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Old 06-14-2008, 12:00 PM   #1
bps7j
LQ Newbie
 
Registered: Mar 2003
Location: Virginia
Distribution: RedHat 8, RedHat 7.3, Gentoo
Posts: 2

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VirtualBox networking does not work with Host Interface


I've installed Ubuntu Hardy Heron 8.04 on my laptop, which uses a wireless network, and then installed VirtualBox. I want to set up a virtual machine for development, etc etc. So I set up CentOS 5.1. Installation went fine, but upon booting, it gives the error when trying to start the network:

Bringing up interface eth0: Error, some other host already uses address 192.168.1.99

Let me tell you how I created the networking for this machine. I followed the instructions given at https://help.ubuntu.com/community/VirtualBox to set up parprouted as per the "Wireless Networking" instructions:

Code:
apt-get install parprouted
cat > /etc/network/if-up.d/vbox_network << EOF
#!/bin/bash
sysctl net.ipv4.ip_forward=1
VBoxTunctl -b -u bps7j
ip link set tap0 up
ip addr add 192.168.1.99/24 dev tap0
parprouted wlan0 tap0
EOF
chmod 700 /etc/network/if-up.d/vbox_network
/etc/network/if-up.d/vbox_network
(The user I'm running the virtual machine as is 'bps7j').

This creates a network device called tap0, which I can ping from my laptop, etc etc. Then in the VirtualBox network settings, I selected Host Interface and typed in tap0.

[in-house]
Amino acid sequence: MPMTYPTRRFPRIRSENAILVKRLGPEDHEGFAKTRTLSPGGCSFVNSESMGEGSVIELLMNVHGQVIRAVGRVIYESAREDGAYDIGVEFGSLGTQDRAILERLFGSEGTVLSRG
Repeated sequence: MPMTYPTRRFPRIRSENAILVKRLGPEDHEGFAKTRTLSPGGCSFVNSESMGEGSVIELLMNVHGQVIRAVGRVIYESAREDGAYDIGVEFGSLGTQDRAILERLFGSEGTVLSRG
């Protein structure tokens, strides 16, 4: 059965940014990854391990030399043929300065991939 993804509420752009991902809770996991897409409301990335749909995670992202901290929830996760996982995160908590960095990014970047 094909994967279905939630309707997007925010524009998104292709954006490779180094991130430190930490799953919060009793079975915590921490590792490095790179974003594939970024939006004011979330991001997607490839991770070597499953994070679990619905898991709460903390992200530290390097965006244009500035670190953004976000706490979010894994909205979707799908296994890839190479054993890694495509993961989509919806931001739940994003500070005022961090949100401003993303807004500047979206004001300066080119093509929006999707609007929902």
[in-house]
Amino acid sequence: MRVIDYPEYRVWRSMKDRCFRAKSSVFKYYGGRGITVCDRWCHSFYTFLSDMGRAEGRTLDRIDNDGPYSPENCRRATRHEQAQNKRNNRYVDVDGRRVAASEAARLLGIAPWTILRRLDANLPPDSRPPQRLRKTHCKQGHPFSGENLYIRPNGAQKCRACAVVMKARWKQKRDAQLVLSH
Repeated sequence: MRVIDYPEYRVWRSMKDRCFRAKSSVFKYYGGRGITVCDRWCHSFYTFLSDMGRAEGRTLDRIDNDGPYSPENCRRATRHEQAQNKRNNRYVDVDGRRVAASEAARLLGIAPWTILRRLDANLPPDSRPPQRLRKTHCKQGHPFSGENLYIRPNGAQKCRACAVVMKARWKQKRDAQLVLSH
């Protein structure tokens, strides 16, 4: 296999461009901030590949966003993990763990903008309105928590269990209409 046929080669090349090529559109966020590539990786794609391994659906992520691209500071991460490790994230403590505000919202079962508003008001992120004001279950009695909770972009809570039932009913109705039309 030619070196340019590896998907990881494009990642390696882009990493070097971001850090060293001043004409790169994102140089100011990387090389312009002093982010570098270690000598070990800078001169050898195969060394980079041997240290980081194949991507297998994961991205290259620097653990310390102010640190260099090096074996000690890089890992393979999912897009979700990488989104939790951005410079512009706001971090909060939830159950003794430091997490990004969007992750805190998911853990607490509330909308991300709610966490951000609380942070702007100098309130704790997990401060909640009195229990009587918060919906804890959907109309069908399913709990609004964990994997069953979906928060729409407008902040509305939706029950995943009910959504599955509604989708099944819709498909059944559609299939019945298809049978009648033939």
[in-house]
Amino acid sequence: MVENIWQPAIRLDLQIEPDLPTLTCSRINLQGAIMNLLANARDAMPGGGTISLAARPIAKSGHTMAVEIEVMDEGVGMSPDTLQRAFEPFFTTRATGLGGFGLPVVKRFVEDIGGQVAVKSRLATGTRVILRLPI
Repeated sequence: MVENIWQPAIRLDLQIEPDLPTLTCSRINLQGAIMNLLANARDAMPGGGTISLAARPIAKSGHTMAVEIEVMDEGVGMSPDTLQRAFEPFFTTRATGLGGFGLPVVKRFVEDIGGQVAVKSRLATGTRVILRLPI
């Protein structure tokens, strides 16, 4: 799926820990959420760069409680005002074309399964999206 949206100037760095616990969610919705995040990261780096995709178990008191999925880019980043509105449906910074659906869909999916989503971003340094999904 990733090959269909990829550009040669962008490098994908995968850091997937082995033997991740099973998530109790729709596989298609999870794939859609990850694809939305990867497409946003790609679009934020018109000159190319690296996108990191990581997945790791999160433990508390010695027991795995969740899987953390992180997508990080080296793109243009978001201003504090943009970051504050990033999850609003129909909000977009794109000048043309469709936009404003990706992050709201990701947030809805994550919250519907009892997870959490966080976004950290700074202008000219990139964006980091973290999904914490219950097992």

I read around on some of the forums and in Google, and found http://www.linuxquestions.org/questi...xxxxxx-554768/ and http://www.linuxquestions.org/questi...xx.xxx-187162/ which seem to be addressing similar-but-different issues, and didn't give me any hints.

Anyway, I thought OK, what might be happening. I'm pretty much a networking novice. But I did an arping from within the virtual machine, to check whether the IP address was already in use:

Code:
arping -c 2 -w 3 -D -I eth0 192.168.1.99
ARPING 192.168.1.99 from 0.0.0.0 eth0
Unicast reply from 192.168.1.99 [00:FF:C8:8A:04:DB] 1.162ms
Sent 1 probes (1 broadcast(s))
Received 1 response(s)
There is no other physical machine on my network with that IP address, by the way; my router's DHCP starts at 192.168.1.100. (This is a home network.)

Hmmm. OK, so what if I try to set the device up manually? My wireless router is 192.168.1.1.

Code:
ifconfig eth0 192.168.1.99 netmask 255.255.255.0 up
route add default gw 192.168.1.1
ping 192.168.1.1
It never gets a reply. I can't ping the outside world either (like a Google IP address.) I can't wget or otherwise communicate with the outside world. ifconfig shows what appears to be a correctly set up device -- it just never gets any reply from the outside.

I read a little more about all this, and added the following line to my network start script as suggested here http://home.nyc.rr.com/computertaiju...oxbridge.html:

Code:
route add -net 192.168.1.0 netmask 255.255.255.0 tap0
Still no dice. I tried rebooting my host machine. No luck.